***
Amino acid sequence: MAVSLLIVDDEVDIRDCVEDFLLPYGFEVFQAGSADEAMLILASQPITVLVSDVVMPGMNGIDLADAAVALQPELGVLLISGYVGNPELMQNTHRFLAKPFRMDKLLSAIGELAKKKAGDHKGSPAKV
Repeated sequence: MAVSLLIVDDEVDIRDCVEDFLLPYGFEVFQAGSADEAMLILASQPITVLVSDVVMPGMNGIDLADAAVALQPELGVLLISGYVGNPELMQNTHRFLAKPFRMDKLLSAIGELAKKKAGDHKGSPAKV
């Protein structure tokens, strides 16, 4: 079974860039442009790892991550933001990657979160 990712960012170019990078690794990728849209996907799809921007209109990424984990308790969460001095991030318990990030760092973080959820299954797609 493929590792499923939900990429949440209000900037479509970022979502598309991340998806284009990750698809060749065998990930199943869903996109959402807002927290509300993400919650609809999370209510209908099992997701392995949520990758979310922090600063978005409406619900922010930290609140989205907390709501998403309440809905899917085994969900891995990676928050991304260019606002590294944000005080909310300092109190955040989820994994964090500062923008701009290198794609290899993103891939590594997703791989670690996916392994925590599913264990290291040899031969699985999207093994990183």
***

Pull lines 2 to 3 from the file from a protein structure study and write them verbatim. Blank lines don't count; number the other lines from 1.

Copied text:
Repeated sequence: MAVSLLIVDDEVDIRDCVEDFLLPYGFEVFQAGSADEAMLILASQPITVLVSDVVMPGMNGIDLADAAVALQPELGVLLISGYVGNPELMQNTHRFLAKPFRMDKLLSAIGELAKKKAGDHKGSPAKV
């Protein structure tokens, strides 16, 4: 079974860039442009790892991550933001990657979160 990712960012170019990078690794990728849209996907799809921007209109990424984990308790969460001095991030318990990030760092973080959820299954797609 493929590792499923939900990429949440209000900037479509970022979502598309991340998806284009990750698809060749065998990930199943869903996109959402807002927290509300993400919650609809999370209510209908099992997701392995949520990758979310922090600063978005409406619900922010930290609140989205907390709501998403309440809905899917085994969900891995990676928050991304260019606002590294944000005080909310300092109190955040989820994994964090500062923008701009290198794609290899993103891939590594997703791989670690996916392994925590599913264990290291040899031969699985999207093994990183």